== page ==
Length of PCR Primers:
Specificity is generally controlled by the length of the primer and the annealing temperature of the PCR. Oligonucleotides between 18 and 24 bases tend to be very sequence-specific if the annealing temperature of the PCR is set within a few degrees of the primer Tm (defined as the dissociation temperature of the Primer:Template duplex). These oligonucleolides work very well for standard PCR of defined targets that do not have any sequence variation. The longer the primer, the smaller the fraction of primed templates there will be in the annealing step of the amplification. Primers of a minimal length that ensures melting temperatures of 55oC or higher provides the best chance for maintenance of specificity and efficiency.
The upper limit on primer length is less critical and has more to do with reaction efficiency. For entropic reasons, the shorter the primer, the more quickly it anneals to target DNA and forms a stable double-stranded template to which Taq DNA polymerase can bind. In general, oligonucleotide primers 28-35 bases long are necessary when amplifying sequences where a degree of heterogeneity is expected.
For primers shorter than 20 bases, Tm = [4 x (G+C)] + [2 x (A+T)].
For longer primers, Tm = 81.5oC + 16.6 x Log[Na+] + 0.41 x (%G+C) - 0.61 (% formamide) - 500/ number of bp in duplex.
The 3'-Terminal Nucleotide in the PCR Primer:
The 3'-terminal position in the primers is essential for controlling mispriming. Care must be taken that the primers are not complementary to each other, particularly at their 3'-ends. Complementarity between primers leads to the undesirable primer-dimer phenomenon, in which the obtained PCR product is the result of the amplification of the primers themselves. In cases where multiple primer pairs are added in the same reaction, it is very important to double check for possible complementarity of all the primers added in the reaction.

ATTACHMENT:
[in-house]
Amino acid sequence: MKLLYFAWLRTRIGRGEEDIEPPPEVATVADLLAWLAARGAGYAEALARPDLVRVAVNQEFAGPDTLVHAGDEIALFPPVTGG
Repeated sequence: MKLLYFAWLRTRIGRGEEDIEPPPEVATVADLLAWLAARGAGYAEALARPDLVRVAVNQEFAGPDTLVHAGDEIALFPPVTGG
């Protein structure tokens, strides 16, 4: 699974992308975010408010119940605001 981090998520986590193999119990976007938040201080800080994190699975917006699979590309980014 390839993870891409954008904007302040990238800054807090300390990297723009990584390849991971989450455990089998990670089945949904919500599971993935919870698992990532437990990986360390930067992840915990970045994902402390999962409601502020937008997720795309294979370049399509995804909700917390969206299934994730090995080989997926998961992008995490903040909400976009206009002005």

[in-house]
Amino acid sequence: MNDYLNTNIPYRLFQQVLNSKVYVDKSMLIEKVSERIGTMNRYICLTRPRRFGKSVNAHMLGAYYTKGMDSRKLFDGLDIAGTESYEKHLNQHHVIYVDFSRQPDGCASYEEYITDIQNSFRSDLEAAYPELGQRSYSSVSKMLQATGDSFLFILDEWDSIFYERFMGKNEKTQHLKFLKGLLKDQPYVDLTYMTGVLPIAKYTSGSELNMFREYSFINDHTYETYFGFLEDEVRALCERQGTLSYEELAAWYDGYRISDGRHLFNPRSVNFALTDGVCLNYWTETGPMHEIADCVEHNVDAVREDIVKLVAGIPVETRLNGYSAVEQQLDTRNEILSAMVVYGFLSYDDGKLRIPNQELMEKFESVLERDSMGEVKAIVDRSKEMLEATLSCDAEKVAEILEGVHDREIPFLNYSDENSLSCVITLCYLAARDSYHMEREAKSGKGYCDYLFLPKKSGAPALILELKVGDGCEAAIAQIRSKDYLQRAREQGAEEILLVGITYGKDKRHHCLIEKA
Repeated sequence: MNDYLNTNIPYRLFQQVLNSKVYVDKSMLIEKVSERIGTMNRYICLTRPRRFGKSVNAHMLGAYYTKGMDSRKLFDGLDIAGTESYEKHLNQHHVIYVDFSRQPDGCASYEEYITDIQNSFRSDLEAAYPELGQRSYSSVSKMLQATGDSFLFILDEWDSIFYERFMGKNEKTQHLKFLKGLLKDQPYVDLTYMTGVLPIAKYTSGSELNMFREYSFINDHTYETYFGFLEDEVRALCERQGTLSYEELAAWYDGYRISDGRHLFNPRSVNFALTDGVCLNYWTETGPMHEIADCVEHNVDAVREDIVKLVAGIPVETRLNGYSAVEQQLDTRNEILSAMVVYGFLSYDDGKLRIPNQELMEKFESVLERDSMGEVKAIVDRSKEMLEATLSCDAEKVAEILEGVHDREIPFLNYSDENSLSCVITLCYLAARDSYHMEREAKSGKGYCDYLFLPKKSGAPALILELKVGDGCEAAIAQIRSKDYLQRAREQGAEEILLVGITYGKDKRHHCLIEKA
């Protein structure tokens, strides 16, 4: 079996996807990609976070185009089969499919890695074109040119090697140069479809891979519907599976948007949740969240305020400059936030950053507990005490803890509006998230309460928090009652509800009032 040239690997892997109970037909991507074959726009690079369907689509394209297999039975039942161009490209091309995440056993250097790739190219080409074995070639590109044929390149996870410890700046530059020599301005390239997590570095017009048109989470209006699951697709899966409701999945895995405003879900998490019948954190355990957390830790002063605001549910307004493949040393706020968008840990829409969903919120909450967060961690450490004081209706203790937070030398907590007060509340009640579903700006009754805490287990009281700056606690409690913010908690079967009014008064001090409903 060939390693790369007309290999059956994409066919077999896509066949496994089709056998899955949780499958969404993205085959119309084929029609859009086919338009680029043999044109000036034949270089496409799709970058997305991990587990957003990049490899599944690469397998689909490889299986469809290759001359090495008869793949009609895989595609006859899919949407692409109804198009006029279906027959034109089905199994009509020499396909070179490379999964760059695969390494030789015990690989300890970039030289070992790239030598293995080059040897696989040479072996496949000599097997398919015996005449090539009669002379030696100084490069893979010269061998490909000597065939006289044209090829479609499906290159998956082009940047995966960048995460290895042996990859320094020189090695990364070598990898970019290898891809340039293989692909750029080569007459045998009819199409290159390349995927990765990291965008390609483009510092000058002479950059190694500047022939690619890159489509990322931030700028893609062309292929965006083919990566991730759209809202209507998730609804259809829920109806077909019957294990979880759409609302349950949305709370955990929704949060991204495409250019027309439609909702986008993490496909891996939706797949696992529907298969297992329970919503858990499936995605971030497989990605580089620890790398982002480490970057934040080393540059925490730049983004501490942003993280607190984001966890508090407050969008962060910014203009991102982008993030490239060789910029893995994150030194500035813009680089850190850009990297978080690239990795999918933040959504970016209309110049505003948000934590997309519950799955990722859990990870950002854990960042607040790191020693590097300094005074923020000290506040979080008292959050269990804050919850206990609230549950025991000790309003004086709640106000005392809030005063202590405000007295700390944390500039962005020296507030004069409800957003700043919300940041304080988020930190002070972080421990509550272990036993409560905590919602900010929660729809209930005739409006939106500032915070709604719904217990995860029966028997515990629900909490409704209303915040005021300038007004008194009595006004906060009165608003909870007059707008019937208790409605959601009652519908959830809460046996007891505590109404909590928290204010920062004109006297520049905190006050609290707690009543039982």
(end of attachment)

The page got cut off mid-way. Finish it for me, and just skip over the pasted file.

GC Content and Tm of PCR Primers:
PCR primers should maintain a reasonable GC content. Oligonucleotides 20 bases long with a 50% [G+C] content generally have Tm values in the range of 56-62oC, which provides a sufficient thermal window for efficient annealing. The GC content and Tm should be well matched within a primer pair.
PCR Product Length and Placement within the Target Sequence:
All of the computer programs provide a place to select a range for the length of the PCR product. In general, the length of the PCR product has an impact on the efficiency of amplification. The length of a PCR product for a specific application is dependent in part on the template material.
Clinical specimens prepared from fixed tissue samples tend to yield DNA that does not support the amplification of large products.
The specifics of the size of the desired products often depend on the application. If the purpose is to develop a clinical assay to detect a specific DNA fragment a small DNA amplification product of 120-300 bp may be optimal.
For the purpose of detecting a DNA sequence, PCR products of 150-1,000 bp are generally produced.
It is relatively straightforward to obtain products greater than 3 kb from pure plasmid or high-molecular-weight DNA.
To monitor gene expression by quantitative RT-PCR, the product must be large enough so that a competitive template can be constructed and both the product and the competitor can be easily resolved on a gel. These products tend to run in the 250-750 bp range. Here the issue is to maximize the efficiency of both the reverse transcriptase step and the PCR.
A Simple Rule for Non-Computer-Based Selection:
Occasionally, PCR primers must be selected from very defined regions at the 5' and 3'- ends of a specific sequence. A simple method of primer design is to choose regions that are deficient in a single nucleotide. Selecting primers in this way reduces the chance of extensive primer-primer homology. Care must be taken to have a balanced primer pair in terms of length and base composition so that the Tm values of the primers are within 2-3oC of each other.